The Sunnyside landfill opened in the 1930s; it was closed in the 1970s after high levels of lead were discovered at the site. The City of Houston owns the land and is leasing it to Sunnyside Energy, which will own and operate the solar farm, for $1. Sunnyside Energy is a subsidiary of Houston-based Wolfe Energy.

A report from RMI, a nonprofit that promotes clean energy, estimated that the more than 10,000 shuttered landfills across the U.S. could host 63 gigawatts of solar capacity, enough energy to power 7.8 million American homes.

The mayor announced the approval on Earth Day. Photo courtesy of the city of Houston

At Greentown Houston's first anniversary event, Mayor Sylvester Turner says he wants Houston to be a hub for hydrogen innovation. Photo via GreentownLabs/Twitter

Houston has all the ingredients to be a major hub for hydrogen innovation, mayor says

seeing green

The government is gearing up to dole out billions of dollars in funding to support innovation within hydrogen — and the city of Houston wants a chunk of that cash.

The Bipartisan Infrastructure Law, which was announced by the The U.S. Department of Energy to seek out opportunities in hydrogen, includes $8 billion to go toward establishing Regional Clean Hydrogen Hubs. At Greentown Houston's first anniversary event, Mayor Sylvester Turner announced he's determined to position the city as one of those hubs.

"Houston and the Gulf Coast are ideally suited to scale up and become a leader in the hydrogen economy," Mayor Turner says. "We have the knowledge, the workforce, and infrastructure to produce clean hydrogen."

"The Gulf Coast has the nation's largest concentration of hydrogen production assets, dedicated hydrogen pipeline infrastructure, and many industrial hydrogen customers," he continues. "I am confident we have the tools in our toolbox at our disposal right here in Texas — and especially right here in Houston — to lead the global energy transition initiative."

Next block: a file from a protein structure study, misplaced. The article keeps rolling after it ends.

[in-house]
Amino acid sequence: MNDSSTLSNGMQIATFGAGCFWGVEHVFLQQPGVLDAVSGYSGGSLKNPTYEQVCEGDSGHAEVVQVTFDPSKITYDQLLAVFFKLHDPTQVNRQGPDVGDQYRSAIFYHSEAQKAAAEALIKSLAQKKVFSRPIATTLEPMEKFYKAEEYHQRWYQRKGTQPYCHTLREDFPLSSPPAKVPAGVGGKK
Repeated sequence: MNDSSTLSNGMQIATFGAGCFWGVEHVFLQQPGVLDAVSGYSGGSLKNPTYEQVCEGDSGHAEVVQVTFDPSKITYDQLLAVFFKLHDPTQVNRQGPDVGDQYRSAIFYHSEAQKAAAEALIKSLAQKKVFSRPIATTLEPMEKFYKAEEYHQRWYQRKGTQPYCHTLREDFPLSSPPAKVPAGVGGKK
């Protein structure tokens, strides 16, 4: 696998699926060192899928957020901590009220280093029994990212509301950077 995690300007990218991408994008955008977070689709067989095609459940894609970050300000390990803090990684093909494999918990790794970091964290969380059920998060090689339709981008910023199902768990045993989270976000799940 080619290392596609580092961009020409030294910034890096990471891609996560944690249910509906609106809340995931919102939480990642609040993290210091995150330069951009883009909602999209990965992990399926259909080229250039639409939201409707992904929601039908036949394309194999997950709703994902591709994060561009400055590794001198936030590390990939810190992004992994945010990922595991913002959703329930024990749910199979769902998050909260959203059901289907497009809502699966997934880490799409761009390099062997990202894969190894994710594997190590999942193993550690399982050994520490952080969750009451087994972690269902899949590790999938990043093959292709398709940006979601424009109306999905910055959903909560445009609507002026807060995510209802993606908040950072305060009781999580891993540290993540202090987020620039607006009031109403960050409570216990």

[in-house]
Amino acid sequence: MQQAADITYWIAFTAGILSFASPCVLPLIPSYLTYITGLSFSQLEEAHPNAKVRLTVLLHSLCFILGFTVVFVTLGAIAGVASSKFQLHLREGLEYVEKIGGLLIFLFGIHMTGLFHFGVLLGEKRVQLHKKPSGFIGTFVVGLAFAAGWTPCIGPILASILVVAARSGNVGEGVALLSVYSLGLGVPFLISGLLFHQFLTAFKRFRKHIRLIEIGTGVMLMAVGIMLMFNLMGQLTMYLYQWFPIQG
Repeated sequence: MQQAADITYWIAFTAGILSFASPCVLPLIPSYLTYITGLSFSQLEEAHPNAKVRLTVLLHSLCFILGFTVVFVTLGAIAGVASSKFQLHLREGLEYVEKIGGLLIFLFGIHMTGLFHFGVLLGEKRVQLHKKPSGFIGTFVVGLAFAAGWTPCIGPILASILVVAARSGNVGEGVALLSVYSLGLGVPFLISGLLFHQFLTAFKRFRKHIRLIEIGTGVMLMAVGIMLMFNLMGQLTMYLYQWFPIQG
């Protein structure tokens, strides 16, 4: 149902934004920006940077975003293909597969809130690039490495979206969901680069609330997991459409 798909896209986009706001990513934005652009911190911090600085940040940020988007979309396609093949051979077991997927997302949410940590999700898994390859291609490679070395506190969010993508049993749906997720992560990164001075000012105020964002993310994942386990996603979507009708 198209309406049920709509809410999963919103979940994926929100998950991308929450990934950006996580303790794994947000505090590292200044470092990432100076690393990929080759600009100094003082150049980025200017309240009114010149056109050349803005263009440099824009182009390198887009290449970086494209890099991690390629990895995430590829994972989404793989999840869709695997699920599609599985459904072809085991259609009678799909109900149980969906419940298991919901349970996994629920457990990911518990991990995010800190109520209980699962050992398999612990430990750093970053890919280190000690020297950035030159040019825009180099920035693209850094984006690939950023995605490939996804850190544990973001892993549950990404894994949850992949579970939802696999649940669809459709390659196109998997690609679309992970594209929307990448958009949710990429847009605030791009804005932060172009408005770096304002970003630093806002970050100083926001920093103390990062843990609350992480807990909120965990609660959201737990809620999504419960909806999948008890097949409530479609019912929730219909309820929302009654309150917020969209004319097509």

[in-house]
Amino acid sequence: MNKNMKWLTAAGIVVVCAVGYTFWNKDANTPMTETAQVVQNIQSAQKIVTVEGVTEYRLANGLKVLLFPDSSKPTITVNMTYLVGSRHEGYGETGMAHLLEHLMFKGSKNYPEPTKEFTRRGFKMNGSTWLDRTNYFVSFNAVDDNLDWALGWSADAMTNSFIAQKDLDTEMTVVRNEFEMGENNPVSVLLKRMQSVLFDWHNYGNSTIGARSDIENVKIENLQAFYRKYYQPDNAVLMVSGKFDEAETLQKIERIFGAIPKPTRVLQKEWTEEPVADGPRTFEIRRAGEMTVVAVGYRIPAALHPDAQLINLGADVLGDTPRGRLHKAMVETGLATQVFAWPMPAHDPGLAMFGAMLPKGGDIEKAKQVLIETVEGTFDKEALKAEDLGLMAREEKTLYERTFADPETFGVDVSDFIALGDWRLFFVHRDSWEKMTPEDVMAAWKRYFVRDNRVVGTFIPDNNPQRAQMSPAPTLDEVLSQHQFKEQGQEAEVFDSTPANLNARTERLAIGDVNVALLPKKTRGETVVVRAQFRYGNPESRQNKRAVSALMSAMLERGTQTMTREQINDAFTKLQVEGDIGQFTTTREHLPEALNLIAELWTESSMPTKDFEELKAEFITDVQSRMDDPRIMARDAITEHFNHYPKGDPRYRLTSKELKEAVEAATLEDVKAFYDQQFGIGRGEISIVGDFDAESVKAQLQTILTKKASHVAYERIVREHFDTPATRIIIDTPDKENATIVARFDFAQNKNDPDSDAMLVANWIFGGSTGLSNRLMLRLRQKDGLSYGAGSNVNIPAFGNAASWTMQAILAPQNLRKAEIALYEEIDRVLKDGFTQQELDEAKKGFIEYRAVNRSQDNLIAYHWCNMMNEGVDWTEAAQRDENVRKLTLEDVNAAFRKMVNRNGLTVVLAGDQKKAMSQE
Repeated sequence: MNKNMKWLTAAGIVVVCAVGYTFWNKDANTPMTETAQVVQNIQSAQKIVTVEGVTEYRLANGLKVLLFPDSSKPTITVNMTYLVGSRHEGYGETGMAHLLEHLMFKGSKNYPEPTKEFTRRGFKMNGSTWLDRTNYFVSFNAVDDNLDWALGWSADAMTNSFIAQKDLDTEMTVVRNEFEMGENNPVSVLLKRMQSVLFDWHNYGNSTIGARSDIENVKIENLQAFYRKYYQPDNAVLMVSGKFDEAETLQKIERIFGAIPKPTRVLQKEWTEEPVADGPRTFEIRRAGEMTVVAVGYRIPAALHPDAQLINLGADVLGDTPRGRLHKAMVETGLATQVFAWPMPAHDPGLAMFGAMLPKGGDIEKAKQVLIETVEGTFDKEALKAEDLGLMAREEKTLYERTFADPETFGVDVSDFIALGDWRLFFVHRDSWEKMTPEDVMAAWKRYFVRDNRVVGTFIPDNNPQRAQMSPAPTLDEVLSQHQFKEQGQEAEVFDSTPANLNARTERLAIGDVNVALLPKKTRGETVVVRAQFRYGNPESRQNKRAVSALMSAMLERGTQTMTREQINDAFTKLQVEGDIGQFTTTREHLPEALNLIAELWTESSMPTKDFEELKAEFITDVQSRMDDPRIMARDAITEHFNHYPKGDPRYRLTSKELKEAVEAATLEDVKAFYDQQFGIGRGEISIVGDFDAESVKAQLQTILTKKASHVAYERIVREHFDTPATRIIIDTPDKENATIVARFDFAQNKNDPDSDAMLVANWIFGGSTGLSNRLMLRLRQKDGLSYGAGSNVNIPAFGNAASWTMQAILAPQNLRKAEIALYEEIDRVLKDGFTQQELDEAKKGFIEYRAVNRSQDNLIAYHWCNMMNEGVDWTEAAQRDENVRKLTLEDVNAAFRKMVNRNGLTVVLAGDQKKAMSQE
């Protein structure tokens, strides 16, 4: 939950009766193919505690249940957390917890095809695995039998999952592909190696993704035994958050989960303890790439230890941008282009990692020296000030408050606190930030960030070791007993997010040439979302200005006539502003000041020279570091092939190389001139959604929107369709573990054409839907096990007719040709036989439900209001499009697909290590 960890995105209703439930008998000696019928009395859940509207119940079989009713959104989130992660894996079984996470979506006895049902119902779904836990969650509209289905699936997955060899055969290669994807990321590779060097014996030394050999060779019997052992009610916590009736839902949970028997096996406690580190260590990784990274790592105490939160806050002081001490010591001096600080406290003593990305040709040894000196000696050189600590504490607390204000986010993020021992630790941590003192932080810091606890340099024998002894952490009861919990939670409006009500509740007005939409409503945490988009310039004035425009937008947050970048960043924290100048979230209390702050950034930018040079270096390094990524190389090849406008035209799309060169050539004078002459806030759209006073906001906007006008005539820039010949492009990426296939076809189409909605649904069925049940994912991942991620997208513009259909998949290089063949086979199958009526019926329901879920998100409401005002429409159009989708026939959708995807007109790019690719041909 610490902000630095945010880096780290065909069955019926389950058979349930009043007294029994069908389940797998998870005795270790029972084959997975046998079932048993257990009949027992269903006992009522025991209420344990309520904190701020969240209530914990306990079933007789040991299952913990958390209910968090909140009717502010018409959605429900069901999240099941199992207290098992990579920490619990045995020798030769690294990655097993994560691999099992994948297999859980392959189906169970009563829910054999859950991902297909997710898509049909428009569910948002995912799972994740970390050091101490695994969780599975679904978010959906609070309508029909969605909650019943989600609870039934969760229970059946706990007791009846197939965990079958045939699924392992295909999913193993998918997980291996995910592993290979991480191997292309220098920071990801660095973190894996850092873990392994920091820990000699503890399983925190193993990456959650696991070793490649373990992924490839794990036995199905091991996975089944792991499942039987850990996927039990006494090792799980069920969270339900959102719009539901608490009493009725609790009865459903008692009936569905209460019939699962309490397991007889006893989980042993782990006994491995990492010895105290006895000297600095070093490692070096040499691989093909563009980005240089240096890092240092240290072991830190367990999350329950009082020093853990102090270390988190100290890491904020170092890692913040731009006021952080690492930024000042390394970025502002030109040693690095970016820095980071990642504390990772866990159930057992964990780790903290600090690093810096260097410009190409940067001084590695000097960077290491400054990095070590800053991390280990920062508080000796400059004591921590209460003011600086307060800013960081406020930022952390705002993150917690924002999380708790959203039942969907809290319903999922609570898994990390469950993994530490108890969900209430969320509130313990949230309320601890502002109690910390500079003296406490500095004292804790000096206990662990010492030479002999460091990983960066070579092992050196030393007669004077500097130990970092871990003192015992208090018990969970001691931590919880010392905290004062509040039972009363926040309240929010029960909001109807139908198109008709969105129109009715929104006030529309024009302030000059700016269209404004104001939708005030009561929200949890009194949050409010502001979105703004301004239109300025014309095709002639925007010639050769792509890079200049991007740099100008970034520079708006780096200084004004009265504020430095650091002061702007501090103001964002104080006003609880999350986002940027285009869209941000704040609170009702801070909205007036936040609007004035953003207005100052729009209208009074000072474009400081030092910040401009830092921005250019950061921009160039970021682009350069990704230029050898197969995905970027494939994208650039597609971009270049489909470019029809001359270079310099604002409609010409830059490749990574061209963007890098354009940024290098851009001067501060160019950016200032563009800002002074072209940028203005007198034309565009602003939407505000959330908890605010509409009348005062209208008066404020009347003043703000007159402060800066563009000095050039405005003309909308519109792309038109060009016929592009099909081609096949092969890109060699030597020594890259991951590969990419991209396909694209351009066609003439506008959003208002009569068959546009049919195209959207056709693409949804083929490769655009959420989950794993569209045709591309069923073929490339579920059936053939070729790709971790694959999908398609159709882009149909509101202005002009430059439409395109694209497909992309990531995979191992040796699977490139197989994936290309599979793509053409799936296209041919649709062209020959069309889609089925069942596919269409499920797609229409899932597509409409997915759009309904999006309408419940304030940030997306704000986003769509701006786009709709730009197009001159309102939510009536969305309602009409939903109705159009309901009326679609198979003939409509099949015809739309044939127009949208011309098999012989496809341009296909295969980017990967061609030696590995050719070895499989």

The city has made other efforts to advance Houston as an energy transition leader, including the Greater Houston Partnership establishing the Houston Energy Transition Initiative, led by Executive Director Jane Stricker.

"We have the right assets, the right infrastructure — all of that exists. This is where all of the big investment decisions get made in the energy industry," Stricker says on Greentown's panel that followed Mayor Turner's address.

She continues, adding that something that should be top of mind for the energy industry and local universities is the workforce.

"If we're going to create 600,000 jobs in Houston over the next 30 years through this energy transition — and that's what we need to do — we need to be thinking about what those jobs are," she says on the panel.

Greentown's Low-Carbon Hydrogen Accelerator, which kicked off earlier this month, is another ongoing initiative in collaboration with the city to support innovation within hydrogen and low-carbon technologies.

"In Houston, we dream big, and make big things happen," Mayor Turner says on the future of Houston as a leader in this space. "When we play as a team, we do well."

Mayor Sylvester Turner says this new smart city technology partner will help digitize and optimize waste operations. Photo via rubicon.com

City of Houston partners with digital waste, recycling solutions company

smart city tech

The City of Houston announced that it has entered into a three-year partnership with Kentucky-based Rubicon with the goal of improving its waste, recycling, and heavy-duty municipal fleet operations.

According to a statement, the city has installed the company's RUBICONSmartCity platform on the Solid Waste Management Department’s 391 vehicles, and has trained the workforce on using the SaaS software.

“Partnering with Rubicon will help our great city optimize its solid waste operations and make it possible for us to digitize our entire waste and recycling management system,” Mayor Sylvester Turner said in a statement. “The City of Houston is committed to providing the highest level of service to its residents and this partnership will allow us to provide better services, save taxpayer dollars, and deliver a better quality of life for Houstonians.”

RUBICONSmartCity is a cloud-based suite that will allow the department's workforce to track key metrics about pickup, including issues at the curb and recycling contamination, as well as information about its fleet of vehicles. The platform includes a mobile app, an onboard data collection device, and a web-based portal.

The city envisions that information collected by RUBICONSmartCity will enhance reporting tools used by 311 and give the department a better understanding of what's happening in the field.